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Car dealers warned as phishing email scams surge

car dealer email

Dragon2000 has warned its car dealer clients and their customers against being targeted with phishing and email scams as problems increase.

Recent research reveals the scale of the problem, with one in five Brits falling foul of phishing emails after clicking on malicious links which downloads malware onto their computers, or sharing their personal information.

A survey of 1,000 British consumers by security firm DomainTools, November 2018 revealed the extent of the issue, which sees consumers duped into thinking they were interacting with trusted, well known brands.  

There have been many cases where through computer malware, scammers are then able to intercept, read and change emails, specifically targeting those containing invoices and payment details, according to Dragon2000.

Commercial manager, Mark Kelland, said: “As car dealers, it’s important to minimise the risks to their business which could be damaging financially, but also the risks to their customers too, who may not be very security conscious when it comes to their computers, email and the internet.”

The genuine bank details are then substituted, leading to the customer paying large sums to a scammer’s bank account instead of the company they thought they were paying.

Banks won’t reimburse the funds as they see it as a mistake on the customer’s part, as they made the transfer themselves, and by the time it is identified as fraud, the money has been moved or withdrawn from the scammers account.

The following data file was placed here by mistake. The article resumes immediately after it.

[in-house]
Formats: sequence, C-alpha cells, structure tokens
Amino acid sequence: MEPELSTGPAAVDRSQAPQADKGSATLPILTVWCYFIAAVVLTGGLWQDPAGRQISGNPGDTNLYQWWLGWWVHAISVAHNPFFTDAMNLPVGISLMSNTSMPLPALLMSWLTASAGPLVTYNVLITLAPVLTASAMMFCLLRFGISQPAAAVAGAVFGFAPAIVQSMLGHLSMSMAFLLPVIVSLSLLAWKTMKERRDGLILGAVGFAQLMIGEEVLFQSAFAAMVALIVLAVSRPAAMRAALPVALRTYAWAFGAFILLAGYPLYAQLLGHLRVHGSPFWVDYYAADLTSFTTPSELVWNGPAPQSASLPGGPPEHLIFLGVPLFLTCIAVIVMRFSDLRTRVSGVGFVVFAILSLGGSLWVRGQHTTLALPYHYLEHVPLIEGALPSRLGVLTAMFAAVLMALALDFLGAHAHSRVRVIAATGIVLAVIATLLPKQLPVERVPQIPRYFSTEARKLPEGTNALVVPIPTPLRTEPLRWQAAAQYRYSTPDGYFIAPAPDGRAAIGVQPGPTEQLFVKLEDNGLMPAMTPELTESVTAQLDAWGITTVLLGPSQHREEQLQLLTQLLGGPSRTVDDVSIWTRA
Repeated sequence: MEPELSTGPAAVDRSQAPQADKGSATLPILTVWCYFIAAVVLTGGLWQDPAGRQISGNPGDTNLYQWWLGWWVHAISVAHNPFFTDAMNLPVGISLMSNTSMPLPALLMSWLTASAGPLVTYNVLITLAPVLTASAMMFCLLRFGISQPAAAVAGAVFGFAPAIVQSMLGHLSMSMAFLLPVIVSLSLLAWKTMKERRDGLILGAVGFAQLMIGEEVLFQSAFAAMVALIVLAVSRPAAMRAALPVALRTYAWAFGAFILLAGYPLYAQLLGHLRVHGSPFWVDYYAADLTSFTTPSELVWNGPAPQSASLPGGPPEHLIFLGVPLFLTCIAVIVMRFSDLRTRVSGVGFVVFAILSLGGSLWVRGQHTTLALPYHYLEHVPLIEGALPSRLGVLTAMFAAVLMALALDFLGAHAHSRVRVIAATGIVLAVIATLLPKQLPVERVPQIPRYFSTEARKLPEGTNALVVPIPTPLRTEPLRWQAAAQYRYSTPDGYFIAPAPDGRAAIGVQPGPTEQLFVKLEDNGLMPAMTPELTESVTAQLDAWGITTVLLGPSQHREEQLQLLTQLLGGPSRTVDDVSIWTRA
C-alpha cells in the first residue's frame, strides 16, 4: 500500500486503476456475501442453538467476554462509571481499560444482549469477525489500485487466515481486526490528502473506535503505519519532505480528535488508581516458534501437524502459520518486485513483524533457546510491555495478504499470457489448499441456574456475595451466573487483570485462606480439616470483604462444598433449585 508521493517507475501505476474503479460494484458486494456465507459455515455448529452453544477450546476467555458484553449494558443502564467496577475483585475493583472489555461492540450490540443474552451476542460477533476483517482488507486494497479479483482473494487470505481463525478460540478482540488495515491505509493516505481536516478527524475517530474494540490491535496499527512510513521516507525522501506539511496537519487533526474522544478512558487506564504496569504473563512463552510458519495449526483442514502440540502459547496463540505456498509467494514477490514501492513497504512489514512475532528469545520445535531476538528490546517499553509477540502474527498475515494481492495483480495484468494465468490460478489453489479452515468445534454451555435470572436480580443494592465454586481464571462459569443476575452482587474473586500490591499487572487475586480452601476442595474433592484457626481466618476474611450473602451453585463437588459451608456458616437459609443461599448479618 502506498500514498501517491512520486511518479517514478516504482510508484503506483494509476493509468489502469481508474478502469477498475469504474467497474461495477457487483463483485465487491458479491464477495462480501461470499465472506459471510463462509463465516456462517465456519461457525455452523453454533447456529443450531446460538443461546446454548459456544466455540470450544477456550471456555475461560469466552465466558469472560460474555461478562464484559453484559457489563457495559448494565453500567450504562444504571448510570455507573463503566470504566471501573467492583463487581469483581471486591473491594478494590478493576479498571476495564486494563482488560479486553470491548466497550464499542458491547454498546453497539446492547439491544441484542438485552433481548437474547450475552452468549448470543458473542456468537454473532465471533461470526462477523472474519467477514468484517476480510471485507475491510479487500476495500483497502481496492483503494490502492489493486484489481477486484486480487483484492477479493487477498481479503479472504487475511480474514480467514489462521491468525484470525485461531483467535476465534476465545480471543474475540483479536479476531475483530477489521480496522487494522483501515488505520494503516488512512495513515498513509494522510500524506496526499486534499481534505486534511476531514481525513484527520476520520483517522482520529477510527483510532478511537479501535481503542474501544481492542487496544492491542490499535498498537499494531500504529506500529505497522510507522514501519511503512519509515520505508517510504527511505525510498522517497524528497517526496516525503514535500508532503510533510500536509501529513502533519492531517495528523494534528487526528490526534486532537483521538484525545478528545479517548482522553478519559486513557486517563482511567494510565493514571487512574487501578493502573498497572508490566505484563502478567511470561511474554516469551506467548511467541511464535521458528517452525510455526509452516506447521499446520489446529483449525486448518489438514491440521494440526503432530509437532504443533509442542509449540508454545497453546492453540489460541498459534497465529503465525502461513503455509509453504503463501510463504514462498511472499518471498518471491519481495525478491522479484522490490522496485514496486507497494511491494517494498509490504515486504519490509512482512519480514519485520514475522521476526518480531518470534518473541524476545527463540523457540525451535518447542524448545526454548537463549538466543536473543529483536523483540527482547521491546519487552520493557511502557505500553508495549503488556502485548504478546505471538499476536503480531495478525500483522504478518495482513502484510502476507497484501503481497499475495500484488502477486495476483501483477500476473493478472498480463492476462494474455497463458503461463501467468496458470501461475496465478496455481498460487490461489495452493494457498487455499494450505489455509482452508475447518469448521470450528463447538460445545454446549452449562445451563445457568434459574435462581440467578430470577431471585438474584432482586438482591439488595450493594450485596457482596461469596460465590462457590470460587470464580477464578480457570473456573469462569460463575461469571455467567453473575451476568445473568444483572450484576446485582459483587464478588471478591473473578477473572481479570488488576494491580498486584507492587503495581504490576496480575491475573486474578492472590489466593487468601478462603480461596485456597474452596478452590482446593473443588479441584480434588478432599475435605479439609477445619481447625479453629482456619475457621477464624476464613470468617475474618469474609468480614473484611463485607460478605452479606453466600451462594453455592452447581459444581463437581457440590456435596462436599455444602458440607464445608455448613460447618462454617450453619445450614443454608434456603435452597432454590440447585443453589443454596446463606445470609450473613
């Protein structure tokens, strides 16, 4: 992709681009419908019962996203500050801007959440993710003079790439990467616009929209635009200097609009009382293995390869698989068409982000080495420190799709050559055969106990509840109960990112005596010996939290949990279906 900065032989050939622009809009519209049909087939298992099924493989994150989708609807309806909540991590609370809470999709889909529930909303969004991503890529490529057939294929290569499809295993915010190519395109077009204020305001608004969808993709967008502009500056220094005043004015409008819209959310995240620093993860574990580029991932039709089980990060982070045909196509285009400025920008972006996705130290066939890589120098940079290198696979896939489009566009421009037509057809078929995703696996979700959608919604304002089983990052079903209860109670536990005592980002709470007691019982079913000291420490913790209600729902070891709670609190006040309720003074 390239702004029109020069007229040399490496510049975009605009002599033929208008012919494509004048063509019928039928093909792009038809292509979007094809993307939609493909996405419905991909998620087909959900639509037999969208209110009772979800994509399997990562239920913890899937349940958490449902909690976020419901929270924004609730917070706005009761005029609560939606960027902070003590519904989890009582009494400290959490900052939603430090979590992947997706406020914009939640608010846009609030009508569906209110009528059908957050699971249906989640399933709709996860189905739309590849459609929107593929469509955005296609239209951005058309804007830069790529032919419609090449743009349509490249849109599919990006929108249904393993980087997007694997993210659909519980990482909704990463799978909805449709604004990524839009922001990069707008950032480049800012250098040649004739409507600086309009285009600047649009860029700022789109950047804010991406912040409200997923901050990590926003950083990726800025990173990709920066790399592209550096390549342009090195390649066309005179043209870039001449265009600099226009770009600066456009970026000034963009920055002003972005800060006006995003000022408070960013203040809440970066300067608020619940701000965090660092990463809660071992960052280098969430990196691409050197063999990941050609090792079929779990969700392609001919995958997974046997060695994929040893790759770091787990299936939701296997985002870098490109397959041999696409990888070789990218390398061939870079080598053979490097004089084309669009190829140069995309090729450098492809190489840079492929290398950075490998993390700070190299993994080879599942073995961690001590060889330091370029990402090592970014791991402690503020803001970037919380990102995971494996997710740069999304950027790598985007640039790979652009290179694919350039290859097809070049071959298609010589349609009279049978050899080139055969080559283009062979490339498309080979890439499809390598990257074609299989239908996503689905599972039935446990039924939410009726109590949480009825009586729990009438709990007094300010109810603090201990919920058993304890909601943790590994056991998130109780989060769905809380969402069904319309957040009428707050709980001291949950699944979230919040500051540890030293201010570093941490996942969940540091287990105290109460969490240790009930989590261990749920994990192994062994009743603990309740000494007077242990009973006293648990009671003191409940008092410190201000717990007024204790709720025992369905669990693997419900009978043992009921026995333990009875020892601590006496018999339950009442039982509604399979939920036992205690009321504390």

According to Dragon2000, this type of scam started to hit the headlines a few years ago with emails between customers and solicitors and builders being targeted, due to high value invoices involved in house sales and building work.

More recently, they are hearing of dealers’ customers being targeted too, as vehicle purchases often involve large deposit and balance payments. 

“It is good practice for dealers to avoid emailing their customers with bank details to pay deposits or balance payments for vehicles – instead they should make a phone call to make sure the customer has their genuine details before they make a bank transfer,” said Kelland.

“Customers will definitely appreciate the security steps they are taking and this can help build their trust with the dealership.

“Equally, if a car dealer or garage business receives an email asking for payment with bank details included, even if it is a supplier they recognise, it is sensible to check the details with them – a quick call could save dealers from a costly mistake.

“Not all scam emails are caught in dealers’ email system spam filters, so they should make sure all their staff are aware of how to spot them.

"Dealers should be following the basic steps for keeping safe from dangerous emails - checking email addresses, suspicious grammar mistakes and hovering over any links to preview a URL, as well as using anti-virus software and regularly updating computer operating systems.”

 

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